While Section 23 accords broad authority to the Grand Master, his powers are not without limitation. The very sentence relied on by my colleagues to buttress their argument continues: “…as he may deem in the best interests of Templary and which are not contrary to the Constitution, Statutes, Rules, Regulations and Rituals of the Grand Encampment.”(Const., §23.) But such a contrary limitation does exist. Section 20 states that elected officers shall serve “for the Triennial Period and until their successors are duly elected and installed.” (Const., §20.) There is no provision in the Constitution for the removal of a Grand Encampment officer, although such legislation is proposed in the Call. My opinion, to which my fellow committee members disagree, is that the Constitution restricts the Grand Master’s authority to remove an elected officer of the Grand Encampment. 

Section 23(d) does allow the Grand Master to remove an officer of a Grand or Subordinate Commandery but that cannot be read to include an officer of the Grand Encampment or the language would have so stated. By its terms, subsection (d) is confined to Grand Commandery officers of those of subordinate commanderies, not Grand Encampment officers.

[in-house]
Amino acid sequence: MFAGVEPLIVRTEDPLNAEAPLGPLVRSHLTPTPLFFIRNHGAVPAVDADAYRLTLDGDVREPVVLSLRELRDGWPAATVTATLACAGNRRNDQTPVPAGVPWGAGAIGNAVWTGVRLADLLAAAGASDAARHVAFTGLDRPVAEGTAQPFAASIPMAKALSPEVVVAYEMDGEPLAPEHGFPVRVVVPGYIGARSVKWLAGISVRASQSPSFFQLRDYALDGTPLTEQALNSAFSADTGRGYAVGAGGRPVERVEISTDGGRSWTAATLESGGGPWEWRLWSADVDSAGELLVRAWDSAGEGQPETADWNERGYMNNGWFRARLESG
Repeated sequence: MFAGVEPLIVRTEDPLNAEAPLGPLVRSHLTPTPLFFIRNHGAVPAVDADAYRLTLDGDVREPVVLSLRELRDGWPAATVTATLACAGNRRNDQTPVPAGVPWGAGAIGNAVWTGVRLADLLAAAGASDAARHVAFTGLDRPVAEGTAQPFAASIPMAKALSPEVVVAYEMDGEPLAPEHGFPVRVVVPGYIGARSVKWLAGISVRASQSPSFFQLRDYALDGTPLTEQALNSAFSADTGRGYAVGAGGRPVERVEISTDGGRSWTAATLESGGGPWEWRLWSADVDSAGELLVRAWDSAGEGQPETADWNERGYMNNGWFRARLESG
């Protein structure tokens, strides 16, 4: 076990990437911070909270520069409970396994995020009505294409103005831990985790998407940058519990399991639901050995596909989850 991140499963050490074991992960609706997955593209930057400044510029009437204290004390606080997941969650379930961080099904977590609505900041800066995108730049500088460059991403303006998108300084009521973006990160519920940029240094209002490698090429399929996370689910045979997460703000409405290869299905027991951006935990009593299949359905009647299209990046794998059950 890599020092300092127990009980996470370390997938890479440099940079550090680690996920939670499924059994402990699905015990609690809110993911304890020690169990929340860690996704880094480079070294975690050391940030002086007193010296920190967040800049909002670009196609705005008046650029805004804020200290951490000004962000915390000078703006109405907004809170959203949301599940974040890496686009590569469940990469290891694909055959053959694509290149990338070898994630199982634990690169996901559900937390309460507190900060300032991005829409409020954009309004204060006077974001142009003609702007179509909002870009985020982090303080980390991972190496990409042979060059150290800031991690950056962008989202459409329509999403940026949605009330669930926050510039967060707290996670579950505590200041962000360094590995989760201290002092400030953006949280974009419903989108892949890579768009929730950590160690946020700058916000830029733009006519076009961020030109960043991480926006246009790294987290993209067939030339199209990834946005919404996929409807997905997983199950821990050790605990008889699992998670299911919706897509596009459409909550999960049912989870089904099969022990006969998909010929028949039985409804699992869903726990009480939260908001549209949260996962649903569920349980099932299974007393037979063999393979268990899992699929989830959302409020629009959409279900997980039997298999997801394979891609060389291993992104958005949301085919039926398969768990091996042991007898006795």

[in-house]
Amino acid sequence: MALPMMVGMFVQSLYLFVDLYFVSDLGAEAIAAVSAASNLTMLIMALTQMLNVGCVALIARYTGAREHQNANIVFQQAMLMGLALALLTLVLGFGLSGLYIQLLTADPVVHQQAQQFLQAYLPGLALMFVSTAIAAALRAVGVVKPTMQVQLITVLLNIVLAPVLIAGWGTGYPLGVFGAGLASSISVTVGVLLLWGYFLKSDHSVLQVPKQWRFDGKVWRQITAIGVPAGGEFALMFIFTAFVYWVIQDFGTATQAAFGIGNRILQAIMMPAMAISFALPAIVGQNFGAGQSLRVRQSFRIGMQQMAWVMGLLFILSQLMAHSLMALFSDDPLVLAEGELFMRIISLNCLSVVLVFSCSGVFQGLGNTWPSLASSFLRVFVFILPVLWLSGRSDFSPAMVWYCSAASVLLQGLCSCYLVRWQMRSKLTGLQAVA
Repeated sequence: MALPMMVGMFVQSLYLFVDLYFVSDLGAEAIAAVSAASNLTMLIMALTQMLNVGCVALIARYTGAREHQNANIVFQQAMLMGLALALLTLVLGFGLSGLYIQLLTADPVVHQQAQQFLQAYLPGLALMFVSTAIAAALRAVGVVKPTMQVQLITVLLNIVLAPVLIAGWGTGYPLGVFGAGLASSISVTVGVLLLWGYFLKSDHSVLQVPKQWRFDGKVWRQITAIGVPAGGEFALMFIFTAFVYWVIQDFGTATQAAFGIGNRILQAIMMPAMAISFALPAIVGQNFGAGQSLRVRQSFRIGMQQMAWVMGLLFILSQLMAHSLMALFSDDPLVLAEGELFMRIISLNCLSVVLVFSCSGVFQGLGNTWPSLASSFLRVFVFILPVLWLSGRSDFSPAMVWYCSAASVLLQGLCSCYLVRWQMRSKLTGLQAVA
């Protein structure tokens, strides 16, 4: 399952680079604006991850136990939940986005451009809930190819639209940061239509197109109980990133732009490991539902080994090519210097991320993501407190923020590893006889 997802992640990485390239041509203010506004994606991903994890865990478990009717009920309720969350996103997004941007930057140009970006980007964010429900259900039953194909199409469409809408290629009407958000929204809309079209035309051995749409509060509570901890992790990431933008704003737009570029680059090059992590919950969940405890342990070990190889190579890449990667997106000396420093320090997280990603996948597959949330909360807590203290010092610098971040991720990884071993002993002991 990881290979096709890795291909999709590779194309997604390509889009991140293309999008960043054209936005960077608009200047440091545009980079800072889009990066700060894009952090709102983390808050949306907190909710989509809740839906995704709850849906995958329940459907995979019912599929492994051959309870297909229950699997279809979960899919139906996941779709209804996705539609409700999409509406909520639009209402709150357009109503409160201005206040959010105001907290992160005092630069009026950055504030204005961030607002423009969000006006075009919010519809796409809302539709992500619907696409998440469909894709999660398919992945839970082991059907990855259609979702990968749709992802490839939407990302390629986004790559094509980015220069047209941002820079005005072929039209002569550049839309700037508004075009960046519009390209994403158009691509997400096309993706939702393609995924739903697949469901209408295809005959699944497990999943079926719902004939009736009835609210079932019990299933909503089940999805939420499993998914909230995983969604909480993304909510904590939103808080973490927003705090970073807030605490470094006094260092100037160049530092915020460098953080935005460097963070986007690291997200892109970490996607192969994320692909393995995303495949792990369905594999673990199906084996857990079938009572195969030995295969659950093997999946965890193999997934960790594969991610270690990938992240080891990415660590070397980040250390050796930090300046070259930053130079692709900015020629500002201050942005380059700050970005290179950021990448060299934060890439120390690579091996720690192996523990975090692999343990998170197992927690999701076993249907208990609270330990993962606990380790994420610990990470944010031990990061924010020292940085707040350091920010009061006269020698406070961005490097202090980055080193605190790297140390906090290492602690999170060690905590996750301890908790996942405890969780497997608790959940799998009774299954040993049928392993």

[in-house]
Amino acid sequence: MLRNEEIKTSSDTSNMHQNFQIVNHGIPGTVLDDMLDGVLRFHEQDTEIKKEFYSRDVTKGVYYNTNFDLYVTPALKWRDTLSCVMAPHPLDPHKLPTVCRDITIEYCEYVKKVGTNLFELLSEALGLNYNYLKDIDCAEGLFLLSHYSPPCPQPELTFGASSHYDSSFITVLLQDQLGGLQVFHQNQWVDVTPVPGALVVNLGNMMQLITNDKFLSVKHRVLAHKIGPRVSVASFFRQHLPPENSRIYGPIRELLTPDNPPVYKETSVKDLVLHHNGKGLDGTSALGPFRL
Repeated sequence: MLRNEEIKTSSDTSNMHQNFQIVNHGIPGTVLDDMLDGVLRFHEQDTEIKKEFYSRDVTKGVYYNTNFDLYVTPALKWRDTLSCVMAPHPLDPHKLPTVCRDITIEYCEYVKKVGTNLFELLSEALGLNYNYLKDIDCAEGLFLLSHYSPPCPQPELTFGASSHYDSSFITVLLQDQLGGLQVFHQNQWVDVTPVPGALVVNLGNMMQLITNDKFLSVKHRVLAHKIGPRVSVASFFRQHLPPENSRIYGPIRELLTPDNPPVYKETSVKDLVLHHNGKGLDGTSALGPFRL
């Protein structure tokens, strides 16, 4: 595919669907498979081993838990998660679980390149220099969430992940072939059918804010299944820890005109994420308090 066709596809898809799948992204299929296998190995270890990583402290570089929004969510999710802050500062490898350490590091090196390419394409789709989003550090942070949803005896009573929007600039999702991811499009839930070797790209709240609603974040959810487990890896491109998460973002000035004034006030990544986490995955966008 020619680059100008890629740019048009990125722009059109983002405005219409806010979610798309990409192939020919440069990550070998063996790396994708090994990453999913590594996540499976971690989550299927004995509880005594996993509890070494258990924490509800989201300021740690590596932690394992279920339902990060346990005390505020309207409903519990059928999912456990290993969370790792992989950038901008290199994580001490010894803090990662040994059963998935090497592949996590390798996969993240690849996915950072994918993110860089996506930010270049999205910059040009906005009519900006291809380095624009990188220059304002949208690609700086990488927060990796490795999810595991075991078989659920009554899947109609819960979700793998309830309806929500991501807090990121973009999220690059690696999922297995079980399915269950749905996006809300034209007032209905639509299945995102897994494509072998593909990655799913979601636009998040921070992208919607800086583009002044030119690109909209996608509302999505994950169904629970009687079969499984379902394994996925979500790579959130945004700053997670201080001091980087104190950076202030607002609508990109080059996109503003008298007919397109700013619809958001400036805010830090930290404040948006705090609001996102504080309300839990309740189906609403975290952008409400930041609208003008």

The Crofts Decision is not inconsistent with this conclusion and cannot be read by implication to confer such power in the Grand Master. GM Crofts was confronted by a dispute involving a Grand Commander of a State and one of the State’s subordinate Commanderies. GM Crofts reasoned that a subordinate commandery and the Grand Commandery of the State have similar authority to regulate their constituents under the “vertical axis of power” of Templar law. That power derives its precedent from the authority expressly given a Grand Commander “to suspend from his office and Officer of the Grand or of a Constituent Commandery … .”(Const., §48(d).) A similar provision is not included among the identified powers of the Grand Master. The Crofts Decision is plainly distinguishable

Sir Knights, we are now confronted with a dire situation, one that threatens the very structure of Templary. I urge you to become involved, to express your opinions and to stand up for your beliefs. As Winston Churchill told his Countrymen during their greatest struggle:

“To each there comes in their lifetime a special 
moment when they are figuratively tapped on 
the shoulder and offered the chance to do a 
very special thing, unique to them and fitted to 
their talents. What a tragedy if that moment 
finds them unprepared or unqualified for that 
which could have been their finest hour.”

Also see:

This is a reprint from the California Knights Templar with permission from the Grand Commander